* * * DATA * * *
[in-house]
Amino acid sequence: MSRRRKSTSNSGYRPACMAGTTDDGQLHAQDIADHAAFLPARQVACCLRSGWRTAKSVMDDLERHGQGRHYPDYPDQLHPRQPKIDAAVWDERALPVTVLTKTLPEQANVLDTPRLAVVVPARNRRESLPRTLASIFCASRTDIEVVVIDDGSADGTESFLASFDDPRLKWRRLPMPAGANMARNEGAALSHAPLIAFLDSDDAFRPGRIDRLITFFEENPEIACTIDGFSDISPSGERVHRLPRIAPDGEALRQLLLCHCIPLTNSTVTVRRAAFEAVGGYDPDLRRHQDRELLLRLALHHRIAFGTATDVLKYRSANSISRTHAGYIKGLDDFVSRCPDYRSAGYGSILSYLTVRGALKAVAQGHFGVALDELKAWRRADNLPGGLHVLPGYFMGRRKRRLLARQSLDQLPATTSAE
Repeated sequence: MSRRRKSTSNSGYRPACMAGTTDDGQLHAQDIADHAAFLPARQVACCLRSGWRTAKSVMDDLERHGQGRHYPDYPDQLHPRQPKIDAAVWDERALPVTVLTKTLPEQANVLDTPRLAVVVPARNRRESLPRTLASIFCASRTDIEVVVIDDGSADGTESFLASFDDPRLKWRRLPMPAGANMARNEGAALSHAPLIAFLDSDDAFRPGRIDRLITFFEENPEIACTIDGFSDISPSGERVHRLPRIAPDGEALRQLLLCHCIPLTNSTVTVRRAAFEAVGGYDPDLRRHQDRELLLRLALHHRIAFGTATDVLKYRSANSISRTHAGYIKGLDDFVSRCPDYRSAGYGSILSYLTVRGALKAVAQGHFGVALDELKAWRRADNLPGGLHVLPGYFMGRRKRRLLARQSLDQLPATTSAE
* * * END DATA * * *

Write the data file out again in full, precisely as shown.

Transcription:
[in-house]
Amino acid sequence: MSRRRKSTSNSGYRPACMAGTTDDGQLHAQDIADHAAFLPARQVACCLRSGWRTAKSVMDDLERHGQGRHYPDYPDQLHPRQPKIDAAVWDERALPVTVLTKTLPEQANVLDTPRLAVVVPARNRRESLPRTLASIFCASRTDIEVVVIDDGSADGTESFLASFDDPRLKWRRLPMPAGANMARNEGAALSHAPLIAFLDSDDAFRPGRIDRLITFFEENPEIACTIDGFSDISPSGERVHRLPRIAPDGEALRQLLLCHCIPLTNSTVTVRRAAFEAVGGYDPDLRRHQDRELLLRLALHHRIAFGTATDVLKYRSANSISRTHAGYIKGLDDFVSRCPDYRSAGYGSILSYLTVRGALKAVAQGHFGVALDELKAWRRADNLPGGLHVLPGYFMGRRKRRLLARQSLDQLPATTSAE
Repeated sequence: MSRRRKSTSNSGYRPACMAGTTDDGQLHAQDIADHAAFLPARQVACCLRSGWRTAKSVMDDLERHGQGRHYPDYPDQLHPRQPKIDAAVWDERALPVTVLTKTLPEQANVLDTPRLAVVVPARNRRESLPRTLASIFCASRTDIEVVVIDDGSADGTESFLASFDDPRLKWRRLPMPAGANMARNEGAALSHAPLIAFLDSDDAFRPGRIDRLITFFEENPEIACTIDGFSDISPSGERVHRLPRIAPDGEALRQLLLCHCIPLTNSTVTVRRAAFEAVGGYDPDLRRHQDRELLLRLALHHRIAFGTATDVLKYRSANSISRTHAGYIKGLDDFVSRCPDYRSAGYGSILSYLTVRGALKAVAQGHFGVALDELKAWRRADNLPGGLHVLPGYFMGRRKRRLLARQSLDQLPATTSAE